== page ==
Back to the Basic: Command Line Notebook

Dnote will bring its focus back once again to its founding root of building a minimalist command line note-taking software.

Since the inception of the project three years ago, many avenues have been pursued in an attempt to improve the project. However, at the end of the day, it seems that most users want Dnote for a simple command line tool to quickly capture and retrieve information. Therefore I would like to bring the focus of the project to the basest idea that it started with-a command line notebook.

The first ever release for Dnote, made almost three years ago, consists of around 300 lines code for a command line interface to quickly write down one-liners in a YAML file. Since then, the project has evolved in many ways, trying to find a way to become more useful to the users.

There comes a time to prune the features that are not important to the users, as we collectively learn more about how we use the project and what value we derive from it. For instance, the end-to-end encryption feature was dropped back in September. This time, after some deliberation and conversation with the users, the automated spaced repetition features are going to be deprecated.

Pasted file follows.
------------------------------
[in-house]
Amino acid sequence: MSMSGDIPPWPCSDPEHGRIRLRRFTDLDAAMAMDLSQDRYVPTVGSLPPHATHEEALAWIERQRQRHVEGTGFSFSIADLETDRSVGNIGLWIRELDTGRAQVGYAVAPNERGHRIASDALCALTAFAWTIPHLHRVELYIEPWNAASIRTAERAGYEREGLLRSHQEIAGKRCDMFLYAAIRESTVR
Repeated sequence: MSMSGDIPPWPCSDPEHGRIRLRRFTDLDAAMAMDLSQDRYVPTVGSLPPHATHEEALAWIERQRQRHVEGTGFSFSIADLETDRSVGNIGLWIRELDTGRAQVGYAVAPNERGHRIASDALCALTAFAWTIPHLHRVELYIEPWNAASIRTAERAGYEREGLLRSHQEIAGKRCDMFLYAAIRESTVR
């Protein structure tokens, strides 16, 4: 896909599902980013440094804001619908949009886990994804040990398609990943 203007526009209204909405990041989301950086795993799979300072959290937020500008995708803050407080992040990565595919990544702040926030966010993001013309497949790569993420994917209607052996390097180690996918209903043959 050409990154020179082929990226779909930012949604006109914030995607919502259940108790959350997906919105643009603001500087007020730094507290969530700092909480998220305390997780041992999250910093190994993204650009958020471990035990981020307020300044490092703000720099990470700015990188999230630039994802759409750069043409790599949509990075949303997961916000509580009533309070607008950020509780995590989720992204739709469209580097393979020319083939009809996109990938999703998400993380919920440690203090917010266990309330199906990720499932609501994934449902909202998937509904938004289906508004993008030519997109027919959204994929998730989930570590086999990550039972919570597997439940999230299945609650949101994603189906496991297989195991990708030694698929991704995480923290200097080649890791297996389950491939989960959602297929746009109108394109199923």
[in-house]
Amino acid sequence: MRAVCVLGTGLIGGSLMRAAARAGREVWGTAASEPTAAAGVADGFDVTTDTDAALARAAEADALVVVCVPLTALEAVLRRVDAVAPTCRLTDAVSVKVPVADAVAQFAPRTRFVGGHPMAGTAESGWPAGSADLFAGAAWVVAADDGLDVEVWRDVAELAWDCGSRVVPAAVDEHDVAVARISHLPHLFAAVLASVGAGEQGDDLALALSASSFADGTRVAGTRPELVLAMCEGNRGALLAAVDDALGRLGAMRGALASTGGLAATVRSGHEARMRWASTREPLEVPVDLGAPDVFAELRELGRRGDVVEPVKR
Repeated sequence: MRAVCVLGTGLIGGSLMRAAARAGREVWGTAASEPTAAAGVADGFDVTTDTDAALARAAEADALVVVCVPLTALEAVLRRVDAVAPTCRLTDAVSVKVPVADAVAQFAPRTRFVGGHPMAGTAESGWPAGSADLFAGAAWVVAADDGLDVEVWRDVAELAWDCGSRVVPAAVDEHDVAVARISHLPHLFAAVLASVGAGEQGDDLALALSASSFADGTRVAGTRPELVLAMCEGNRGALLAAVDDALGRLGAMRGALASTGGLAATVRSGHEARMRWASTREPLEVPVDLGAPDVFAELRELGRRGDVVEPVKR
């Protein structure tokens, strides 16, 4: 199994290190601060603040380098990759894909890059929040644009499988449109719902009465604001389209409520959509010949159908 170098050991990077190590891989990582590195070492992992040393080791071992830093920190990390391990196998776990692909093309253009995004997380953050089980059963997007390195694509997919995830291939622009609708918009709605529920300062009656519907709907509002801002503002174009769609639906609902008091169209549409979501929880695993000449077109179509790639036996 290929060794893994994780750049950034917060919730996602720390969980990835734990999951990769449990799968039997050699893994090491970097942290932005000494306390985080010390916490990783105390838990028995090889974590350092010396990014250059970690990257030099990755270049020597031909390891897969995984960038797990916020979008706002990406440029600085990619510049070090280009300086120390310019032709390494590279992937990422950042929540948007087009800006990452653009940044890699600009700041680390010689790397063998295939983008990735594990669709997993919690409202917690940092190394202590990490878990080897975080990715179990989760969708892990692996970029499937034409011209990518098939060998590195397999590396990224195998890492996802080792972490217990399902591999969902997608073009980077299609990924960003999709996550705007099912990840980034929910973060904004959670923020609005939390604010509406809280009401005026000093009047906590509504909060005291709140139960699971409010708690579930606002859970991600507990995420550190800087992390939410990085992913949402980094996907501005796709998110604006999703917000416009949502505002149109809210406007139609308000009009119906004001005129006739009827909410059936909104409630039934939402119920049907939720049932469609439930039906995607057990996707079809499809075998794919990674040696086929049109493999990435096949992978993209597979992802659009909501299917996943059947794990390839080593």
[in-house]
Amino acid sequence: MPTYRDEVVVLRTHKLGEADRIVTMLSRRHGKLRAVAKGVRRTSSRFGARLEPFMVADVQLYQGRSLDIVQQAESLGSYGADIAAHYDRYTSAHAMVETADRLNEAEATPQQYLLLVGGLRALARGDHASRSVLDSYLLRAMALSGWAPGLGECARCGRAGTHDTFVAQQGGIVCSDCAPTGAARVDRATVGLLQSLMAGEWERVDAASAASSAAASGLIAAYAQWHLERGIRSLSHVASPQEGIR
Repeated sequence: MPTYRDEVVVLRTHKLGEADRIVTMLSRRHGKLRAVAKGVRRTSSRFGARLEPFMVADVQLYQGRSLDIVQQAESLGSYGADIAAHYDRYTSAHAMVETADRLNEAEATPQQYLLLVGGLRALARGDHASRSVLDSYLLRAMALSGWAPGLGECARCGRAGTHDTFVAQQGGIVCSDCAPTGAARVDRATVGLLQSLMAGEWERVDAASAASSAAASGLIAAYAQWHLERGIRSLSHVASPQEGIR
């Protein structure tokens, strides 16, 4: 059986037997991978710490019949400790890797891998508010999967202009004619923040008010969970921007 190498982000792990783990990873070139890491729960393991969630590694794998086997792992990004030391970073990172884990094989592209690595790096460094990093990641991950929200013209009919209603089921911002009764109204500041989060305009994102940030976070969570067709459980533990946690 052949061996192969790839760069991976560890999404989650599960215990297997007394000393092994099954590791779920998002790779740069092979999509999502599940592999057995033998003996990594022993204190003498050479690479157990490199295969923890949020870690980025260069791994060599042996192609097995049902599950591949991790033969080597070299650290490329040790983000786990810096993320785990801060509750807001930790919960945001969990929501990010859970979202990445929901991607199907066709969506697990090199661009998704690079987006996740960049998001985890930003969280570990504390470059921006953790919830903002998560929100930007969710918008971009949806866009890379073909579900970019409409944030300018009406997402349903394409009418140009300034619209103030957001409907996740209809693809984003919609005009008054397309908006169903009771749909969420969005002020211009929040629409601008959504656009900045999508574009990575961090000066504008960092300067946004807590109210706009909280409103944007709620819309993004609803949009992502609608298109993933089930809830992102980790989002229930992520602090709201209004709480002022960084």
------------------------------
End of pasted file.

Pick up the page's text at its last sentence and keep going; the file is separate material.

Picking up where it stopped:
What It Means To You

Dnote will continue to function as a personal knowledge base for programmers. It will focus on becoming the best command line notebook that supports multi-device synchronization and the web interface.

Everything will be the same but the only difference will be that the spaced repetition feature is deprecated. While touted as being useful, such a feature did not gain adoption among the actual customers. The feature is deprecated in the v0.5.0 release, and will be removed in the next major version. In the Dnote Cloud, the feature will be removed in four weeks by 6th March 2020.

The web interface and browser extension will continue to be developed. You can expect more improvements to be shipped for the command line project.


At the time of the first release, Dnote simply did not know it wanted to become, or what the community would have wanted. Through trial and error, we are steering the project to the direction that is becoming more and more certain. Thanks for everyone that is supporting Dnote, and those that took valuable time to give feedback.

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Sung Cho

I am a developer interested in learning new things in an efficient way.

Sydney, Australia

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